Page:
Wednesday, July 23, 2008


Last Thursday, July 17, I received a message. It was actually a reply to my e-mail and the sender was enraged against me. I was dumbfounded when I read the message and the first thing I did is go over my sent messages to see if I have written something that burst someone's bubble. I did not see anything, the fact that our conversation was not of quarrelsome issue but was rather a seek- help- support tête-à-tête regarding an approaching project. I just thought I was slapdash with my writing and I realized people are different in comprehension and it is a natural feedback for someone to react on something he feels to be wrong. But with all honesty my reply meant not to cause offense to anybody nor do I have any intention to insult or explode somebody's feeling. I always make it a point to keep rather unspoken or not write something to anyone because I am scared that I may utter something I will regret afterward. I believe in the old Chinese proverb that never write a letter when you are angry.

Jesus Christ also got angry when He squeezed out His outburst in the temple. But His anger was more of a "righteous indignation". Although everybody knows that anger is a sin it is an innate behavior of human being to get indignant. We rage at different intensities and anybody can become mad. It's no hard, but to be angry without basis and justifications, that is not within everybody's control. That is not easy. When anger escalates reflect on its aftereffects. It's like grabbing a hot coal with the intent of tossing it at someone else; you are the one who gets burned or booting a stone harming your own foot. When I was still in my corporate life, when my daily routine involves the everyday toil of pressures , anxieties and squabbles with workmates and bosses I used to be angry almost everyday. I have learned through bitter experience that sometimes anger should be delayed in almost every possible way and situation to uphold relationship and friendship and let understanding sets in to takes its own course. I thought I was certain I understand what I thought somebody said, but I realized that what I heard is not what essentially what they meant. Sometimes I feel I am so intelligent but every so often I get the wrong end of the stick on what people are saying. I just thought I have the knowledge a lot about something and not really understand it. How many friends have I lost because of anger? How many times I made myself smaller than the things that made me angry? Of course we need sometimes to be angry especially so not to allow evil to be victorious or inequality and brutality to thrive. These things happen because many believe the world is not angry enough. But more than anger love and understanding can take its place to vanquish them and leads everything that hurt us to a better awareness of ourselves. Anyone can find faults, disparage, and attack anybody when he is angry but it takes understanding to take somebody's self control. We do not need power to let go of something. Or entombs anger to our inside and stock pile tensions for later implosion or explosion to offend ourselves or the others. What we really need is to understand. Anger destroys thing. It's an external manifestation of pain, trepidation and disappointment and the termination of struggle for the truth. When someone is angry he talks articulately as if he makes the best oration of his life. Anger makes someone clever but it keeps him poor- poorer in happiness because for every minute we are angry we lose 60 seconds of it. It is the air which puffs out the lamp of the mind, how can you think unmistakably when your knuckles are clamped and your teeth are crushing? Things will indeed seem different to us if we can only say "I am hurt" and opted to keep quiet and calm down and escape many days of sorrow rather getting angry so sudden. Understanding is the first step towards recuperation from anger. It appeases hurt and enraged feelings.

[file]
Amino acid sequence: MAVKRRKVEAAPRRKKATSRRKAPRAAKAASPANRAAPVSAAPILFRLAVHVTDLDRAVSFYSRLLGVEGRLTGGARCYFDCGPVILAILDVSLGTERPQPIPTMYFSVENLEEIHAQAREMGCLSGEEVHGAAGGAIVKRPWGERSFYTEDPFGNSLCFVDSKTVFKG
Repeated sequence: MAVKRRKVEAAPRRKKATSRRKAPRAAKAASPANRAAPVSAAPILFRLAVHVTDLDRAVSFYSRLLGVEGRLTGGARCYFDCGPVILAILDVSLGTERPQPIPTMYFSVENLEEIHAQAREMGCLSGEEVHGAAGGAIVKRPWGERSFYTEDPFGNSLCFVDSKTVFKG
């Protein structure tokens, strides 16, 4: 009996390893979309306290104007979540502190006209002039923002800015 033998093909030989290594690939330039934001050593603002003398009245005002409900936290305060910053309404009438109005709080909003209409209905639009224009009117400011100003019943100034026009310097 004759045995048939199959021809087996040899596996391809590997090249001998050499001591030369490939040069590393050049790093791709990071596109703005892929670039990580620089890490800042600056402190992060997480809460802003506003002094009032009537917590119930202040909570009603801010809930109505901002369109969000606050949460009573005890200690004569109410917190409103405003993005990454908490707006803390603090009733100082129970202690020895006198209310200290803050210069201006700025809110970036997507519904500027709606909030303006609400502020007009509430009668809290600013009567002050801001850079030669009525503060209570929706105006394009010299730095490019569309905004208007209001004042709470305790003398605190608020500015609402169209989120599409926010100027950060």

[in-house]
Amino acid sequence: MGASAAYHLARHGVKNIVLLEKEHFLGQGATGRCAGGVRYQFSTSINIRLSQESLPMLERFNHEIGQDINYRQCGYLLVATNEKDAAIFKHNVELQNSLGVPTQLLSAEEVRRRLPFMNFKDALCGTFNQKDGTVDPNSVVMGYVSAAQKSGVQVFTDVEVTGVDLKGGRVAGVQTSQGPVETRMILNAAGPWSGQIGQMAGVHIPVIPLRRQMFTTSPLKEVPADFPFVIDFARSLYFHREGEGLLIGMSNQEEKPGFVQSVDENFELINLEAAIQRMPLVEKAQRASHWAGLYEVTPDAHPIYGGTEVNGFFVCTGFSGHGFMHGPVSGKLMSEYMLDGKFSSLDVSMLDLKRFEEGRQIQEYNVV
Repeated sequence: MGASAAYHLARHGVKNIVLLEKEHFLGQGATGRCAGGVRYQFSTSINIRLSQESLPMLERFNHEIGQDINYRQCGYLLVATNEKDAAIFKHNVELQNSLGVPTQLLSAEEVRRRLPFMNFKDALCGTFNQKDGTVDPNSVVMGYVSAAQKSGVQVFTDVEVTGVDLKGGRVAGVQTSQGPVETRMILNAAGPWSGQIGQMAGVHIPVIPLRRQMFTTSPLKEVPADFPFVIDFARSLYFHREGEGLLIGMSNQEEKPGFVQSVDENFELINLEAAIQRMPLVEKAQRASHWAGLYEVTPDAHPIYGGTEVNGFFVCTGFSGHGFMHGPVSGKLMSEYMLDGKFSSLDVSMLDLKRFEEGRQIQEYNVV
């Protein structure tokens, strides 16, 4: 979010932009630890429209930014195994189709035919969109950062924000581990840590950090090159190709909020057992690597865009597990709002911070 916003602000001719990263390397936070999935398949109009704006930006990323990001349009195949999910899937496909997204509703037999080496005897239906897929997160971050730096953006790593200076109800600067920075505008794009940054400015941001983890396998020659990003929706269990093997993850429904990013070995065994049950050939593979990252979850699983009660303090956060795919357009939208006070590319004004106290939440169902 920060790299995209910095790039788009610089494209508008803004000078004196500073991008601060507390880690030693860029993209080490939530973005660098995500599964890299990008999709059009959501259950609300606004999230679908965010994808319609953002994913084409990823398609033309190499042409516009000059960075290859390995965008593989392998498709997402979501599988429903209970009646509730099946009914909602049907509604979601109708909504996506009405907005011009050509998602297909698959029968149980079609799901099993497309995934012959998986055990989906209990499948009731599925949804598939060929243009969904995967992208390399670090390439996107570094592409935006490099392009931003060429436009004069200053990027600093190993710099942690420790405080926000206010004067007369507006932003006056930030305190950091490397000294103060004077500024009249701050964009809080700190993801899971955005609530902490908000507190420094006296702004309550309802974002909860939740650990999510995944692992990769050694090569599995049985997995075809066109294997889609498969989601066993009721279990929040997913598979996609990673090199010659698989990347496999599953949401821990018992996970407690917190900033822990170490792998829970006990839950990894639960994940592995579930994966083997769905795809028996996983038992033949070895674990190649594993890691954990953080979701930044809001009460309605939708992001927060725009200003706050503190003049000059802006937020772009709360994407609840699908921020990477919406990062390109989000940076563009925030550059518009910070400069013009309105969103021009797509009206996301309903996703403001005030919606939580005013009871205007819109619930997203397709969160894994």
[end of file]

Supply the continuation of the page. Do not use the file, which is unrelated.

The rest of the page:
When Jesus blew up with rage that day in the temple. His indignation was up front. He reacted to the situation swiftly, optimistically, and fittingly then went on his business. His anger is right and justifiable. It's not easy to be indignant with the right person, and to the right extent, and at the right time, and for the right intention, and in the right way just as Jesus did.

My bitter experience of anger, tantrums and poor temperament being a moody artist then urged me to explore the beautiful gift of understanding. I still get angry but I have learned to control it; and I still try to yearn not to feel it. Now I do not easily get angry when a person gets mad at me, I always thought I cannot please everybody nor can I make a day in the sun for all. Instead, I never forget what somebody says to me when he is angry. Somehow I will be able to learn from it to become a better person. It made me believe that he who is slow to anger has great understanding. Anger and narrow mindedness are the enemies of it. A person who holds on to hasty mood leaves him less than he had been before while the calmness of the person on whom he wish to expel his ill temper conquers him... Sometimes you become great when a person misunderstood you. The most splendid pleasure is the joy of understanding . . .

1 comment:

primo said...